Consumer Technology: Nikon Coolshot Pro Stabilized Rangefinder
The Nikon rangefinder is our choice in the technology category because it solves a problem we’ve heard about for years. Countless golfers – particularly aging golfers – weren’t able to take advantage of rangefinders because they couldn’t hold them steady enough to lock on the target. Using the same technology found in camera lenses, Nikon Coolshot stabilization technology allows just about anyone to lock on to the flagstick and get an accurate reading.
Enterprise Technology: NONE
Much like our club technology category, there’s plenty of promise in the enterprise technology category, but it’s going to take some time for the next round of innovations to shake out. The launch monitor guys hard at work. Foresight’s putting system shows promise, its Downrange Tracking System could become a staple in R&D departments across the industry, and the upcoming GCHawk could be the next big thing for indoor golf facilities. Trackman improved its face and ball tracking, while the TopTracer range product continues to infiltrate driving ranges across the country. We expect 2019 will offer some breakthrough technologies, but we’re taking a wait and see approach this time around.
Equipment Story of the Year: All 4 Majors Won by Non-Contract Players
Perhaps there’s no greater example of the changing landscape of PGA Tour equipment contracts than the fact that all four of Majors in 2018 were won by players without bag deals. Brooks Koepka won two (U.S. Open and PGA Championship) most notably with Mizuno irons. Patrick Reed won the Masters giving former original Ben Hogan and Nike guy, Mike Taylor the first major win for his Artisan wedge brand. Finally, Francesco Molinari won the Open Championship with 13 TaylorMade clubs in the bag.
None of this means pay for play will go away entirely, but it does suggest that professionals are wising up and realizing that the money that comes from committing to a full bag of one brand isn’t worth risking what they could earn by playing the best clubs for their individual games.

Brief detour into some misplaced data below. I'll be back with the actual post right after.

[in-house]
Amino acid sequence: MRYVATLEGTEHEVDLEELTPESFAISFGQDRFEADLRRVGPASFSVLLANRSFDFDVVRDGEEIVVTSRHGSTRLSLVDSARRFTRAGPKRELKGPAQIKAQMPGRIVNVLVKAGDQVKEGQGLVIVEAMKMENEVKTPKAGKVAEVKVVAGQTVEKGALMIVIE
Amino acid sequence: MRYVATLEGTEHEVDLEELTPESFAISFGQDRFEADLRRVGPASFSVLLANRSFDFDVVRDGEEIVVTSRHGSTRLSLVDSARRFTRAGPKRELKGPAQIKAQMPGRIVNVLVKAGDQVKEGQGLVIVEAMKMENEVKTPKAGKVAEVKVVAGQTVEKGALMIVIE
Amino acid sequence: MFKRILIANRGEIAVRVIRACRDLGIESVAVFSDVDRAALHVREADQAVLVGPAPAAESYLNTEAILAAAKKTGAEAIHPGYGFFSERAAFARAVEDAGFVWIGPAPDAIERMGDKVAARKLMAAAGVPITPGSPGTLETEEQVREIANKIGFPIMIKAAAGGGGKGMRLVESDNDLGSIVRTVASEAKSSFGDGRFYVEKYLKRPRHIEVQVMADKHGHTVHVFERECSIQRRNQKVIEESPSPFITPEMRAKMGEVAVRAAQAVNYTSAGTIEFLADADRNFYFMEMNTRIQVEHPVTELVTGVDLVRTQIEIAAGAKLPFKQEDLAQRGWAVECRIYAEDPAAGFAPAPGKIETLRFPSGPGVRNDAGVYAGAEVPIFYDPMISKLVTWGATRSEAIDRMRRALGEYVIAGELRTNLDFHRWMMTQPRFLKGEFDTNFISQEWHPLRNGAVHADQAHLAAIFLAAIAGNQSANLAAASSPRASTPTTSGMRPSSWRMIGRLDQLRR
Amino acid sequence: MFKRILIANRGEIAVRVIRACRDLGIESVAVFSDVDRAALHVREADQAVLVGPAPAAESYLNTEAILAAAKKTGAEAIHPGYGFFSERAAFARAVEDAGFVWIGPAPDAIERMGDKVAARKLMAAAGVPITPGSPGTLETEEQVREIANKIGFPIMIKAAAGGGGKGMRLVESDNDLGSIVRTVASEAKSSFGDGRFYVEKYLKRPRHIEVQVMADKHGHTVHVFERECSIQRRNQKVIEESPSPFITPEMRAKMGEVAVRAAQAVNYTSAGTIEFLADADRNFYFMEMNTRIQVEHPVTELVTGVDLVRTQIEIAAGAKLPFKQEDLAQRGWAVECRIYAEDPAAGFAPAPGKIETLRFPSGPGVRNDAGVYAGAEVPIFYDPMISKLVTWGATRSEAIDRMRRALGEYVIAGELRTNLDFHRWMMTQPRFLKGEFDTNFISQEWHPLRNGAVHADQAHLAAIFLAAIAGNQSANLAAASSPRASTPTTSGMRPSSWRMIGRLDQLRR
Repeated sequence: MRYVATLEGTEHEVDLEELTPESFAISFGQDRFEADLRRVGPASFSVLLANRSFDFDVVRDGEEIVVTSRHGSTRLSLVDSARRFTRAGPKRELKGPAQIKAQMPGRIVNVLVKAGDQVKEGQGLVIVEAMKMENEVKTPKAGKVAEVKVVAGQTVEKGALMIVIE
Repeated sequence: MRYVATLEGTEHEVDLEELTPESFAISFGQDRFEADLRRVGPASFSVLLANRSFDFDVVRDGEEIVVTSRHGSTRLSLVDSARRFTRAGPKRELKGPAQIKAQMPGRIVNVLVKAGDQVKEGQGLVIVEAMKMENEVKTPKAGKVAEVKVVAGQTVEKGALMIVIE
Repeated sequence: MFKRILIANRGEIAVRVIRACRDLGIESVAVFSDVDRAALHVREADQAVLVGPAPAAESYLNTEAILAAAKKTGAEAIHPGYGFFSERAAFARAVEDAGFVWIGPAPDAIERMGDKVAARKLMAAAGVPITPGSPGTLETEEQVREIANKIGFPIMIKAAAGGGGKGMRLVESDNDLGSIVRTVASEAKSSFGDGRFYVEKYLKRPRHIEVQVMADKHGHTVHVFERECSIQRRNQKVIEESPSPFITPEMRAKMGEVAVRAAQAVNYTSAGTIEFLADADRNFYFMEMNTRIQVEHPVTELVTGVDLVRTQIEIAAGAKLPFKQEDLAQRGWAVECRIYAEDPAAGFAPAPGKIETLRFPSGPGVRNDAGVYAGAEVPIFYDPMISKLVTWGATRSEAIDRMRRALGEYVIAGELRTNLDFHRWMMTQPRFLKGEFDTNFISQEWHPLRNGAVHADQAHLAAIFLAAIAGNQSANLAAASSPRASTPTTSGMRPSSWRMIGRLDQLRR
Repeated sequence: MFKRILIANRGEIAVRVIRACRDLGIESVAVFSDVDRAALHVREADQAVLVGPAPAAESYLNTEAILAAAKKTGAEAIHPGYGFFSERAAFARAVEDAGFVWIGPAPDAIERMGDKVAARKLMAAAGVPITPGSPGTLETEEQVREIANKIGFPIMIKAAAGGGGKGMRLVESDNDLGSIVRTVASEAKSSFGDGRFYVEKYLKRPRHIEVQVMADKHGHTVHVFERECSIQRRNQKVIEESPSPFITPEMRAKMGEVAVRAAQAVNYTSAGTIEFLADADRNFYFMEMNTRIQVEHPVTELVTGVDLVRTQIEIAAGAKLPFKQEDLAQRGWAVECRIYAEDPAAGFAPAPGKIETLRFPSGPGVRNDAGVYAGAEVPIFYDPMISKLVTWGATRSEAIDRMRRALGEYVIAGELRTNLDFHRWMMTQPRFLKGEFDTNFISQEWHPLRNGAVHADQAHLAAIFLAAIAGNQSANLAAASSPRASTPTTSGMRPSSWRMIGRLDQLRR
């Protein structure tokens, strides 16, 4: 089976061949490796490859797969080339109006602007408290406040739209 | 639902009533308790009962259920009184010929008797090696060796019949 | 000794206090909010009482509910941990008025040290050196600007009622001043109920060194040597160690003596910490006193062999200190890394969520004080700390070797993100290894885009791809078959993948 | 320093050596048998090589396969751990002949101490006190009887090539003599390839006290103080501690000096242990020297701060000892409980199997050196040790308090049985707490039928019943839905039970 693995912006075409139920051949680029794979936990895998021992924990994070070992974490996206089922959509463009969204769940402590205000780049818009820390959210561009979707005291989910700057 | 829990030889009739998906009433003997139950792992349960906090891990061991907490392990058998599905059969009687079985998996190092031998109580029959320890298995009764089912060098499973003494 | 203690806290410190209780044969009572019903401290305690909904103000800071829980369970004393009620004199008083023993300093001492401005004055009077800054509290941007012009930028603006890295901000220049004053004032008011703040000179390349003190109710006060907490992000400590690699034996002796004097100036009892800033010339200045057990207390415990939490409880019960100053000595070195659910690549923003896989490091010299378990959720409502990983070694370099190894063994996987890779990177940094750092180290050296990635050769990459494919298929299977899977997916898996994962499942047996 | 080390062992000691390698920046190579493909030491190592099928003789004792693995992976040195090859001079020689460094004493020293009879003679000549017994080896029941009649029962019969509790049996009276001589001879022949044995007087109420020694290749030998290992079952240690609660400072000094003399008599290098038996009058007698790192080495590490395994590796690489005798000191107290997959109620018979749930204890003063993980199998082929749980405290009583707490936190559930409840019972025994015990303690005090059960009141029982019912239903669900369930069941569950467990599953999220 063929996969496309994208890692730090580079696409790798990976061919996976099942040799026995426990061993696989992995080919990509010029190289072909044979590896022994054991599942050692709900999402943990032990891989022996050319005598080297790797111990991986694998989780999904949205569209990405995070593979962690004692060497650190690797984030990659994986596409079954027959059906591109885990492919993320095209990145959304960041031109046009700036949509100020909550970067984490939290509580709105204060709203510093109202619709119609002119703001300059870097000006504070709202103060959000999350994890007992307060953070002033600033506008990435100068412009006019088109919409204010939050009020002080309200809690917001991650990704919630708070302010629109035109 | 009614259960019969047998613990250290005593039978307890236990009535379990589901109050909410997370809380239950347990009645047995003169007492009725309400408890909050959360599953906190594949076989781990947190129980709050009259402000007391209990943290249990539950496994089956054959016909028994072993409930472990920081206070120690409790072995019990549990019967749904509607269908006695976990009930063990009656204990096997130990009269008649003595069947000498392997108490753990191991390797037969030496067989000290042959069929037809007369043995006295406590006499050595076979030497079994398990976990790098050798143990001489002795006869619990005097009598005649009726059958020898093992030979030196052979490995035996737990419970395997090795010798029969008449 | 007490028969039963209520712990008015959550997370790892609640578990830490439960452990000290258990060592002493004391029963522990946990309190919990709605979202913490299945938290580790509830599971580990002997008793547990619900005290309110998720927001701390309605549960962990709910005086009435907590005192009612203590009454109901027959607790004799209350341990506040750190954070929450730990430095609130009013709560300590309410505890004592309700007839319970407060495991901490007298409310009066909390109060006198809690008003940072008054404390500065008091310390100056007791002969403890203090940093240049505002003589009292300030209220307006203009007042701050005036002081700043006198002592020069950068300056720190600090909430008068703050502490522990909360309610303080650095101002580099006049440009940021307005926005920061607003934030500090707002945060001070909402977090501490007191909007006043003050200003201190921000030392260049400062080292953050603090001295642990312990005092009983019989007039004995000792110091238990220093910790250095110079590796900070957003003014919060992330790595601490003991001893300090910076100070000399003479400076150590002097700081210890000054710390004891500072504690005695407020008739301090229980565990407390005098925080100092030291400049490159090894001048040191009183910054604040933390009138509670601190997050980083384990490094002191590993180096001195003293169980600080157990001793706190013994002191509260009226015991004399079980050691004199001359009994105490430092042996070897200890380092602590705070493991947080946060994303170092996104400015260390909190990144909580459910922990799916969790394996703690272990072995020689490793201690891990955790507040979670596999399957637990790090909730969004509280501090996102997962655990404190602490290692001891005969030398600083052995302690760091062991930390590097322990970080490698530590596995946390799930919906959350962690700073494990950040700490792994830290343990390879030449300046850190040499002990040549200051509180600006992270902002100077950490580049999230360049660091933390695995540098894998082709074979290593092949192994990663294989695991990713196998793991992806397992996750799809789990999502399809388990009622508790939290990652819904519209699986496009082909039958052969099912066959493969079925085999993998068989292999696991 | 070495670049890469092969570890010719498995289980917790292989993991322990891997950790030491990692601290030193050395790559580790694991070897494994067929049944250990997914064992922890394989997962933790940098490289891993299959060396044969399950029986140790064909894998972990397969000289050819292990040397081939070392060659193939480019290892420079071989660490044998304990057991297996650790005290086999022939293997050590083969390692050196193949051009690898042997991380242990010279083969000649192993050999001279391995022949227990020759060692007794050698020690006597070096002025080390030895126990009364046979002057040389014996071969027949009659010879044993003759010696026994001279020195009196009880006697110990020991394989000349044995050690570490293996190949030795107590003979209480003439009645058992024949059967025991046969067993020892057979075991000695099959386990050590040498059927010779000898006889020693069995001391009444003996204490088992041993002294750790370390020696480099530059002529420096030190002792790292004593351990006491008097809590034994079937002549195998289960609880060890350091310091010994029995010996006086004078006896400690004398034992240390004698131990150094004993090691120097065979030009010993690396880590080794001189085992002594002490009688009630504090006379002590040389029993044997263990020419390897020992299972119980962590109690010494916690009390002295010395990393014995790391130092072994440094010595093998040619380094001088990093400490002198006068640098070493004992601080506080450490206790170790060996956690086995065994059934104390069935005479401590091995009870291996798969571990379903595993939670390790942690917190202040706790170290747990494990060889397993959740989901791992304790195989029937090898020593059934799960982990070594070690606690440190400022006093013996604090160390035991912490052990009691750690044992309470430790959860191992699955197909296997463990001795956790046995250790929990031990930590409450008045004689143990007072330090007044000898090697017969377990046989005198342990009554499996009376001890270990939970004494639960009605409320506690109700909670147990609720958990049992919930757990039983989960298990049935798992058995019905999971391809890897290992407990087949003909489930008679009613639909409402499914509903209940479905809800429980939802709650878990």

Comeback Company of the Year: Wilson
Feelings aren’t facts, but the vibe is that the idea of a new Wilson Golf may finally gaining momentum. With the Triton debacle behind it, Driver vs. Driver 2 was well received, and Wilson has enough confidence in the output – The Cortex – that it raised the price to $500. Builds on a strong catalog of irons. Still plenty of work to be done, but the company is taking steps to change perceptions, and early indications are its beginning to pay off.
Golf Company of the Year: Callaway
Perhaps more so than in years past, there were arguments to be made for other brands. My colleague, Rick Young, selected Tour Edge, citing its impressive product line and growing presence on the PGA Tour Champions. PING was strongly considered as well based on its exceptional showing in Most Wanted Tests where it took home 14 awards across all categories. When we looked at the entire landscape, however, it was difficult to make a strong case against choosing Callaway Golf for the 4th consecutive year. The accomplishments are again plentiful. While the final numbers aren’t in, here’s how Callaway’s 2018 is shaping up from a retail perspective (dollar share):
- The #1 selling driver model for the year with Rogue
- #1 in the Fairway, Hybrid, and Iron categories.
- #2 in Golf Ball
Those same trends suggest that Callaway will finish the year as a billion dollar company. And while it’s certainly true that the bottom line has been padded significantly by the full integration of Travis Mathew and OGIO, those brands are thriving under their new ownership. The company recently announced the acquisition of outdoor apparel brand Jack Wolfskin, which will further extend its reach beyond the traditional golf market.
Unless a competitor steps up – and frankly, given Callaway’s expanding footprint, that seems unlikely – 2019 is shaping up to be another monster. The upcoming Epic Flash will almost certainly prove the be the best-selling driver of 2019, the same is true of a new Apex iron, and if the momentum continues in the golf ball category, Titleist could find its share consistently below 50% for the first time in longer than recent memory.
This time last year, I thought it was likely that the market would show signs of Callaway fatigue. It appears I was wrong, and given the impending and significant refreshes in key categories, 2019 will likely be Callaway’s biggest ever.